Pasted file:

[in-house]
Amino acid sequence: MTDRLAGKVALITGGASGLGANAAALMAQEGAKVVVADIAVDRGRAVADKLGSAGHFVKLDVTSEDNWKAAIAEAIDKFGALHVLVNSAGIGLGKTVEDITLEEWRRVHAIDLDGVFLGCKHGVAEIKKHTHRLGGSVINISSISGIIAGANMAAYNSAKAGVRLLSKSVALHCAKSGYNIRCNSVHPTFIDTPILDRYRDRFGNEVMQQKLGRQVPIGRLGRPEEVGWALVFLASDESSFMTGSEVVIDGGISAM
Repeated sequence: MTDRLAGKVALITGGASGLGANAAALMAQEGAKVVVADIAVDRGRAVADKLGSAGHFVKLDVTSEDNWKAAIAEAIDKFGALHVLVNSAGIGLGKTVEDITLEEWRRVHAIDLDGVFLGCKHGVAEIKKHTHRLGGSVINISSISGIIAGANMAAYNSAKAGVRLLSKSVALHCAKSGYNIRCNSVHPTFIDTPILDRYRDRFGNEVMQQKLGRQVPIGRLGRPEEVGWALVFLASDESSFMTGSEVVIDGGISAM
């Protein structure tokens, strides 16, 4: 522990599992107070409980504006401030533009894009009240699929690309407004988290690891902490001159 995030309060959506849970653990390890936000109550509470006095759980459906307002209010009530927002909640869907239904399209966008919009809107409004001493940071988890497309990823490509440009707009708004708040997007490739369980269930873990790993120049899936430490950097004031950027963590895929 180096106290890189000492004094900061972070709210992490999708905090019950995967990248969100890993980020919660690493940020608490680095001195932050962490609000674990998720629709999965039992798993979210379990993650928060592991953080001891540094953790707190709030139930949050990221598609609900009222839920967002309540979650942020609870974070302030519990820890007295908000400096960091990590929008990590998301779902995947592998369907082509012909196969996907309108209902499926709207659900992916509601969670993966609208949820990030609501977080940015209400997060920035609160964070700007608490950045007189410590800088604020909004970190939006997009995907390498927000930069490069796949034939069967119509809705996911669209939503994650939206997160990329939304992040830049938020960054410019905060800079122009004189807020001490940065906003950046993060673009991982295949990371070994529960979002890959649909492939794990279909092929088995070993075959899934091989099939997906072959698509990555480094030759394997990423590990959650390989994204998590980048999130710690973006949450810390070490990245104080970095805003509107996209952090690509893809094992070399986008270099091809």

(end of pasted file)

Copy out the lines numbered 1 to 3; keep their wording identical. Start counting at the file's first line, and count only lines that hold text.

[in-house]
Amino acid sequence: MTDRLAGKVALITGGASGLGANAAALMAQEGAKVVVADIAVDRGRAVADKLGSAGHFVKLDVTSEDNWKAAIAEAIDKFGALHVLVNSAGIGLGKTVEDITLEEWRRVHAIDLDGVFLGCKHGVAEIKKHTHRLGGSVINISSISGIIAGANMAAYNSAKAGVRLLSKSVALHCAKSGYNIRCNSVHPTFIDTPILDRYRDRFGNEVMQQKLGRQVPIGRLGRPEEVGWALVFLASDESSFMTGSEVVIDGGISAM
Repeated sequence: MTDRLAGKVALITGGASGLGANAAALMAQEGAKVVVADIAVDRGRAVADKLGSAGHFVKLDVTSEDNWKAAIAEAIDKFGALHVLVNSAGIGLGKTVEDITLEEWRRVHAIDLDGVFLGCKHGVAEIKKHTHRLGGSVINISSISGIIAGANMAAYNSAKAGVRLLSKSVALHCAKSGYNIRCNSVHPTFIDTPILDRYRDRFGNEVMQQKLGRQVPIGRLGRPEEVGWALVFLASDESSFMTGSEVVIDGGISAM